Over the Rhine‘s new Blood Oranges in the Snow fortifies effortless originals (the title track) with carefully chosen covers (“If We Make It Through December”). Husband and wife Linford Detweiler and Karin Bergquist’s elegant piano and vocals shade the tunes throughout.
“Blood Oranges in the Snow is our third Christmas/winter/New Year’s project,” says Detweiler, a longtime Cincinnati resident. “I think Karin and I are drawn to this music. We’ve been writing together for 25 years and are still curious about the Christmas songs that haven’t yet been written.”
CMT Edge: What exactly draws you to holiday music?
Detweiler: I think that it has to do with the fact that our very first musical memories have to do with Christmas programs that we were involved in as children when we were called upon to dress up as authentic Middle Eastern shepherds. Writing Christmas songs is something that has haunted us our entire careers.
Describe the greatest challenge in writing original Christmas songs.
We know that there are great Christmas carols and standards from the American songbook, to be sure, but it just seemed that there was a part of this whole scene that wasn’t being written about. Karin coined the term “reality Christmas music.” (laughs) We try to explore some of the more heartbreaking or real aspects, but there’s hopefully some joy and redemption blended in, as well.
Tell the story behind writing the title track.
That’s about childhood memories. My family lived in Montana for six years. My parents never had a lot of money, but they came up with this scheme that all six kids had to go to a private school in Canada up there on the prairies in Alberta. I was 13. Getting home at Christmastime, crossing the border and the mountain passes, was an adventure that would make Laura Ingalls Wilder lose sleep at night. So some of those memories were tucked in that song. Also, I could always get out of doing the dishes if I would play hymns for my mother while she was washing up.
Did you actually enjoy hymns, or were you just getting out of dishes?
That part of American music fascinates me. I don’t think there would have been a Johnny Cash or Elvis Presley without their mothers’ hymnals. I’m curious about that influence on American songwriting, and it’s something we don’t talk about a lot. Growing up around old gospel music was hugely influential for me. I tried to pack a little of that in that song, but I can’t remember where the phrase “blood oranges in the snow” popped up on my radar. I thought it was evocative.
Are you religious or spiritual?
I think I’m a spiritual person. I think we all are, whether or not we acknowledge it. There’s just a part of us, whether it’s referred to as our soul or spirit or whatever, that needs nourishment on some level. St. Francis talked about nature as the big book. Scripture was the small book. Sky and the trees and everything else were the big book, this beautiful earth we live on. Music is very spiritual, I think. I probably have more questions than answers, but yeah, I would describe myself as spiritual, though not necessarily religious.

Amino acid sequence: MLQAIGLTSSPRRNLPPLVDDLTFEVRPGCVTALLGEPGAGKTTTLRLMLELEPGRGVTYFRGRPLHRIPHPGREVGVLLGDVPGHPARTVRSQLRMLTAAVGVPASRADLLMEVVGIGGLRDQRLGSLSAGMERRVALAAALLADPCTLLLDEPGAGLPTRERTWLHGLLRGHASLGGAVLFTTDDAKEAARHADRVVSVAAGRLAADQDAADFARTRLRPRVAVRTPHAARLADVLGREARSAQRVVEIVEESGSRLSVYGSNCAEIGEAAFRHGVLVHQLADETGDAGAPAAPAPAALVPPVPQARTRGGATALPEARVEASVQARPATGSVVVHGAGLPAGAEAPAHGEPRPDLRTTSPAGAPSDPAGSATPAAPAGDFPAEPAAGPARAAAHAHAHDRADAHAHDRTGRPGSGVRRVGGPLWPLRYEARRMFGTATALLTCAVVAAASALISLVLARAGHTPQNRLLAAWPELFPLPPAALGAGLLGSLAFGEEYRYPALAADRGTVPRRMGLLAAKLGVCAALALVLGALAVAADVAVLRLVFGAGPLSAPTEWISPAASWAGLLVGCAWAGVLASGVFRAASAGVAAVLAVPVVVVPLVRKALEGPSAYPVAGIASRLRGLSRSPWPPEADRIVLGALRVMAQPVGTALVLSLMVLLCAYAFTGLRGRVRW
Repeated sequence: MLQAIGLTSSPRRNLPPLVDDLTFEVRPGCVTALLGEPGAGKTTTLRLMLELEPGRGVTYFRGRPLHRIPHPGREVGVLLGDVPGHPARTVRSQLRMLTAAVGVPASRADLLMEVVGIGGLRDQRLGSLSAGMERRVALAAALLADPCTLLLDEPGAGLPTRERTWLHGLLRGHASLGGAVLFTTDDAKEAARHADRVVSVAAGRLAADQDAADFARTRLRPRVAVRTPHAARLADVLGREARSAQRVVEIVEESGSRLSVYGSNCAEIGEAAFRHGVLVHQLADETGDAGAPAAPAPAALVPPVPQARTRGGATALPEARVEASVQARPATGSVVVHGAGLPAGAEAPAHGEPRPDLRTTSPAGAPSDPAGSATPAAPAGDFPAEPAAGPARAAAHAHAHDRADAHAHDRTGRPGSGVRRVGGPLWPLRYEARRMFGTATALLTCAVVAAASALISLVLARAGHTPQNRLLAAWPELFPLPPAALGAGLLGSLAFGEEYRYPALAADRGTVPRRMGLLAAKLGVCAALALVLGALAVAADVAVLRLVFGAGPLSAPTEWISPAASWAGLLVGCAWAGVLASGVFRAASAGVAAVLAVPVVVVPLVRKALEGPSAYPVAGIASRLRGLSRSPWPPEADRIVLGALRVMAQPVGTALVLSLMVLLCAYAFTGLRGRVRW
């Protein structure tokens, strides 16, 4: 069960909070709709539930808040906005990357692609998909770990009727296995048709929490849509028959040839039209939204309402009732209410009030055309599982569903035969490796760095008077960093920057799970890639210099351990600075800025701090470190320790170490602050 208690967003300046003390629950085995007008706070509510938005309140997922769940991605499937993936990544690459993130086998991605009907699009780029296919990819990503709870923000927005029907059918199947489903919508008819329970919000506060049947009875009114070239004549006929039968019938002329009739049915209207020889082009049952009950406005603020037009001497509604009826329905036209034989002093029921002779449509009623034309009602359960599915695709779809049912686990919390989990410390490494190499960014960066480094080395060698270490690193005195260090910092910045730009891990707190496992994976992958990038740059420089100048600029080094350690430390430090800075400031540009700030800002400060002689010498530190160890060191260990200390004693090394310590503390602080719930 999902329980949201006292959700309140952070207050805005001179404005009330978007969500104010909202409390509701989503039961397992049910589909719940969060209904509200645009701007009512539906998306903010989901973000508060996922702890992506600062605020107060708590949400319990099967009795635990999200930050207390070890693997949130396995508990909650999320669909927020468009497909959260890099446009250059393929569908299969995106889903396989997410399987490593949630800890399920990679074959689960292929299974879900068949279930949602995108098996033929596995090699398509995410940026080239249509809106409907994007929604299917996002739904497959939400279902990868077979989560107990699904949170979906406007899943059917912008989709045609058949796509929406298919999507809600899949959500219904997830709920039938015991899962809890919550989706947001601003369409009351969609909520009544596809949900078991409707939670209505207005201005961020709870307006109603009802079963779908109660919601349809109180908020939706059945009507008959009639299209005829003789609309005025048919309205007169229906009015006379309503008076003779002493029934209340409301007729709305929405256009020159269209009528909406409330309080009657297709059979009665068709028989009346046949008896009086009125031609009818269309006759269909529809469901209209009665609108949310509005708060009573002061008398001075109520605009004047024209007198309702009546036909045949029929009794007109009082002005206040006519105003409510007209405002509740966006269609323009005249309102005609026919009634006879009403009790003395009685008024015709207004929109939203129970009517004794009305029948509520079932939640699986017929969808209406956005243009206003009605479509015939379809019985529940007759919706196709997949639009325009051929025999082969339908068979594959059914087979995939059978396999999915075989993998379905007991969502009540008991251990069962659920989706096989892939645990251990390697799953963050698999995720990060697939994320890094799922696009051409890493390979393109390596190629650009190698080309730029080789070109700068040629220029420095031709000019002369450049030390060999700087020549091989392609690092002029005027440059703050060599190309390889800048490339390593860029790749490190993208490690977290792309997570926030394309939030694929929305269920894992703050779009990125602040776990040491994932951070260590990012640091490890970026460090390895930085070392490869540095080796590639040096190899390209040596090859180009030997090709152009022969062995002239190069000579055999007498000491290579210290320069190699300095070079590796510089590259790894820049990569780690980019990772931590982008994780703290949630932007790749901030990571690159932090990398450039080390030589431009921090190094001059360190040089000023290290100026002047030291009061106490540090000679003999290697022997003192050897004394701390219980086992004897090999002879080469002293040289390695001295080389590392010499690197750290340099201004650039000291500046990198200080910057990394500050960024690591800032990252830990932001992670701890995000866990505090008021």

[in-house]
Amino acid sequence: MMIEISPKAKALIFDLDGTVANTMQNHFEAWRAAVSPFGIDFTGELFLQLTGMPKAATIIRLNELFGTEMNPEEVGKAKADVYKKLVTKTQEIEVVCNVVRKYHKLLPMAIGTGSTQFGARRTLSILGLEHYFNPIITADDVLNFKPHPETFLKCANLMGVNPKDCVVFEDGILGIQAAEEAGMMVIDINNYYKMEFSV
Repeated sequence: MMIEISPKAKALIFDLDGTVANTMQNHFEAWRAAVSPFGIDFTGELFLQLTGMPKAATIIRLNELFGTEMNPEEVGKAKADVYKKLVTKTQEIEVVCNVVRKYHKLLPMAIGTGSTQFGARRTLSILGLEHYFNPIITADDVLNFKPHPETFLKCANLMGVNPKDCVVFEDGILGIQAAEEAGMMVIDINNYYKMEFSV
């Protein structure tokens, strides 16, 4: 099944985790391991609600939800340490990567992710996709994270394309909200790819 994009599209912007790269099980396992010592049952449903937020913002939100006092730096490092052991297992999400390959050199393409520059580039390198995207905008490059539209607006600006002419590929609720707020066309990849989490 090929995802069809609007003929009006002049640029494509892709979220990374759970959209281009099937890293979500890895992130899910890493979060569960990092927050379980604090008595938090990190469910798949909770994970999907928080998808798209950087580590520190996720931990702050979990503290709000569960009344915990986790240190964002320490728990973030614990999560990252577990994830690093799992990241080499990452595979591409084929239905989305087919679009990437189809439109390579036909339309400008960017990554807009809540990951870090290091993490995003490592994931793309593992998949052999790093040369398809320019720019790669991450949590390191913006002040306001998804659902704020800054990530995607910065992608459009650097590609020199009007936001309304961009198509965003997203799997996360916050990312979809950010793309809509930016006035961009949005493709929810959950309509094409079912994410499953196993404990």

You know, if you take Christmas away from the lyrics, these read like short stories.
A few people have mentioned that. I love that that’s coming across. Somebody said the song “First Snowfall” came across as a short story. “My Father’s Body” has a narrative of someone visiting their father’s grave around Christmastime. If these new songs unfold like a little collection of short stories, I love the idea, but I can’t say it’s something I premeditated. Maybe that’s just how things revealed themselves.
How did you approach Merle Haggard’s “If We Make It Through December”?
We happened to hear that song one winter on a late-night drive, and neither of us had heard it for a while. It felt kind of fresh four or five years ago when the economy was crashing and burning and some friends had lost businesses and it was Christmastime. That song just raised its hand our way. I liked the idea of Karin singing it from a woman’s perspective. Singing it as a duet seemed like it fit this collection. It definitely could be described as a “reality Christmas” song. (laughs)
How did “New Year’s Song” come to you?
“New Year’s Song” felt like that scene toward the end of the movie It’s a Wonderful Life or some of those old films that pop up every December. I still find them evocative, and I think we really wanted that song to seem like it’d come up in one of those black-and-white films. It’s one of those songs where everybody would gather around. (laughs) We had strings on that to make it feel cinematic.
Describe Karin’s greatest strength as a songwriter.
Karin’s really great at capturing a moment. A lot of her songs begin with the melody. She’s got a pretty good instinct for a timeless melody, and it’s great to have a trusted editor nearby. Karin’s always the first reader of the stuff I write and the first listener when I play a tune in progress. She’s good at simplifying and cutting to the heart of the matter. If I get too far out there, she reels me back in. It’s been a fruitful collaboration, and I still think we’re still growing as writers.